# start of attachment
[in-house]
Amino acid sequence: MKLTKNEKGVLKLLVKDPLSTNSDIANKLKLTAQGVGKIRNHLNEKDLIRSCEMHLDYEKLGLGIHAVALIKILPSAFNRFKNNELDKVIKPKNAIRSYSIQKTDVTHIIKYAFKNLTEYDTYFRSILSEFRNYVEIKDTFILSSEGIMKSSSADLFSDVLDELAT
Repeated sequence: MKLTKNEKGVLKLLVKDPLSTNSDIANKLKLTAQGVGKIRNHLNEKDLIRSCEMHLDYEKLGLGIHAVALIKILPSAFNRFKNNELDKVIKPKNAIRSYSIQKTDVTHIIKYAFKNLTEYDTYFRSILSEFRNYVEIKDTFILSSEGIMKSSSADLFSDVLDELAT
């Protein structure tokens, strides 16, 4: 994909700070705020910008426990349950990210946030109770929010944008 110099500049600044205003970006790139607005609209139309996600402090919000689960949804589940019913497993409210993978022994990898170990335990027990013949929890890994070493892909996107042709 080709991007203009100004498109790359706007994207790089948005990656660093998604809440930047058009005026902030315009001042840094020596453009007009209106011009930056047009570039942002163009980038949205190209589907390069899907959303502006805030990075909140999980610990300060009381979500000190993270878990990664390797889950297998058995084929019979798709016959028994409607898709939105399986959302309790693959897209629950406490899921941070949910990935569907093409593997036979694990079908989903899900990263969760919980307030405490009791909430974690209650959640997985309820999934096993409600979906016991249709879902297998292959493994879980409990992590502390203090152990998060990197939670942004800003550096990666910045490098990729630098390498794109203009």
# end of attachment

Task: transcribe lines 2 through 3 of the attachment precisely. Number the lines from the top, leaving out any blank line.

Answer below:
Amino acid sequence: MKLTKNEKGVLKLLVKDPLSTNSDIANKLKLTAQGVGKIRNHLNEKDLIRSCEMHLDYEKLGLGIHAVALIKILPSAFNRFKNNELDKVIKPKNAIRSYSIQKTDVTHIIKYAFKNLTEYDTYFRSILSEFRNYVEIKDTFILSSEGIMKSSSADLFSDVLDELAT
Repeated sequence: MKLTKNEKGVLKLLVKDPLSTNSDIANKLKLTAQGVGKIRNHLNEKDLIRSCEMHLDYEKLGLGIHAVALIKILPSAFNRFKNNELDKVIKPKNAIRSYSIQKTDVTHIIKYAFKNLTEYDTYFRSILSEFRNYVEIKDTFILSSEGIMKSSSADLFSDVLDELAT